Not Worth a Thousand Words
Back in the day as well, romantic comedies were pretty predictable. Tracy or Grant or Stewart and Hepburn, Peck and a different Hepburn, Stewart and Sullavan or Arthur, Gable and Colbert: initial antipathy, witty barbs, sparks flying before inevitable true love blooms. Real reel success derived from scriptwriters and stars, not from suspense about a foregone conclusion. Today repartee is vanished from movies and song lyrics, replaced by obscenities that trained audiences find hilarious.
Fred Schepisi’s Toronto Festival-selected Words and Pictures adheres to the basic recipe, with mild, mixed results. For one thing, it muddies its waters with a limp gesture towards topicality in the introduction of school bullying, and it missteps further in unintentional suggestions about ethnicity and teen sexuality and an unfair misleading assertion about the culprit.
Grant’s C.K. Dexter Haven’s excessive drinking in The Philadelphia Story is not allowed to overwhelm the story, whereas here Gerald Di Pego’s screenplay devotes large chunks to hero Jack Marcus’ (Clive Owen) self-destructive alcoholism though fellow Croyden staff strangely do not remark the reek of vodka that he habitually swills in the Maine prep school parking lot. In a long line of inspired inspiring teachers, of whom youngish filmgoers will probably remember Robin Williams’ John Keating, “Mr. Marc” is a published author to boot though with much malarkey on his résumé and now a long dry spell of writer’s block.
His unorthodox personality and methods amuse his literature students but fail to wean them from obsession with social media, technology, and high grades for admission to Princeton. The story wants him to be a nice guy with problems, but he comes across as irresponsible, obnoxious, pedantic, a boor and a bore. Late for classes and in grading papers, he is up for imminent job-performance review. His irreverence and manic word-maven’s games having alienated some colleagues, he is not above threatening to blackmail board head Elspeth Croyden (Amy Brennerman) with their past affaire and passing off as his own work a poem by his yearning, embarrassed rather than estranged grown son.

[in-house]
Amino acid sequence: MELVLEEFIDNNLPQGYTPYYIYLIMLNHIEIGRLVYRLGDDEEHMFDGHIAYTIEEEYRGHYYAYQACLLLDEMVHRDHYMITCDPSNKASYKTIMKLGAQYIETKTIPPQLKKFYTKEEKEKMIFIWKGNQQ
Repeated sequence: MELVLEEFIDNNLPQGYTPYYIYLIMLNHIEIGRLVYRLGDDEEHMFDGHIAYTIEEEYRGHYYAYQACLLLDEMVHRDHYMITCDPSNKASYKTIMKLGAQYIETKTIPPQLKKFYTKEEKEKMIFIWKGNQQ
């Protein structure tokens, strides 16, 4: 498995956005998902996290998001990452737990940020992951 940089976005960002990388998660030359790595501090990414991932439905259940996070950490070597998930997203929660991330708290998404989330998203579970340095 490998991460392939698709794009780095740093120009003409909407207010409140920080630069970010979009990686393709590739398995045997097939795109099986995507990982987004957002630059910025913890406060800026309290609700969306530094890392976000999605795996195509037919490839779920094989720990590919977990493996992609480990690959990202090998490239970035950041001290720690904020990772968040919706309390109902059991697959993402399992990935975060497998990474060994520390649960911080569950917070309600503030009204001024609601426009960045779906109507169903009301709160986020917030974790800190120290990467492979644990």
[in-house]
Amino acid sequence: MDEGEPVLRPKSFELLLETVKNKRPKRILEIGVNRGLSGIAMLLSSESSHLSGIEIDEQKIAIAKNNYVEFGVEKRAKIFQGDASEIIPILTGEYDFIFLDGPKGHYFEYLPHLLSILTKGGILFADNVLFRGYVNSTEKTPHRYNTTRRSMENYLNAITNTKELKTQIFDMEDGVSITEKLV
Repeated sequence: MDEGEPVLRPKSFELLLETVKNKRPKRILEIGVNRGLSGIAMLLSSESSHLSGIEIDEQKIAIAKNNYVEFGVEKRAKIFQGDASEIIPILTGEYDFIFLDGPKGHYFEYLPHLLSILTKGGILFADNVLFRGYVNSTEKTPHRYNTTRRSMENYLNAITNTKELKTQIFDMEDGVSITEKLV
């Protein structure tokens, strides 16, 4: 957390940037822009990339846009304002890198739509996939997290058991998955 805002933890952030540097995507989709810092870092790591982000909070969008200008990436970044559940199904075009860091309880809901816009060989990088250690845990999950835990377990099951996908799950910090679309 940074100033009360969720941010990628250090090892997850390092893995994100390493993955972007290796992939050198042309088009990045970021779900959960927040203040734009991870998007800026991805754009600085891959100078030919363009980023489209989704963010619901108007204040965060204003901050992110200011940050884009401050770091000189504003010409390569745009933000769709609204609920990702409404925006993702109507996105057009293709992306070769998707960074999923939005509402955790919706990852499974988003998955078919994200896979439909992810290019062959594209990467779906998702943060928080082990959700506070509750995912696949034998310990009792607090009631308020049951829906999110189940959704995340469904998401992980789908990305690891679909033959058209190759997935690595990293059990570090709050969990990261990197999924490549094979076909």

Abstract painter Dina Delsanto (Juliette Binoche, whose real-life paintings are shown in the film) comes aboard as new art teacher. Once up-and-coming like Jack, she has been derailed by another demon, not booze but crippling rheumatic arthritis which has made painting painful to the point of near impossibility. Nicknamed the Icicle and rumored to have once punished a student with the aluminum cane that supplements a knee brace, she is prickly, no-nonsense, demanding of students, and hiding language skills and vulnerability underneath a hard exterior.
Divorced and dogged, Jack is attracted, but their immediate verbal sparring leads to “war,” a contest to be decided at a future assembly between the Words for which he will be the knight and the Pictures which she is to champion. He needs this face-off more than she, to fan interest in the Lion literary magazine which he oversees and which could be a means to tenure.
Along the way are a bedding and drunken admission of betrayal, tears from a socially abused student (Valeria Tian as Emily) and also from a contrite AA father, negativity as well as some support from other faculty members, and competitive mutual admiration society speeches at the public lit-v-art print-v-paint showdown. But it is all mere delaying tactic, comic or serious relief, on the way to life lessons learned, necessary self-love acquired, and the inevitable springtime-blossoms mutual love that follows.
(Released by Roadside Attractions and rated “PG-13” for sexual material including nude sketches, language and some mature thematic material.)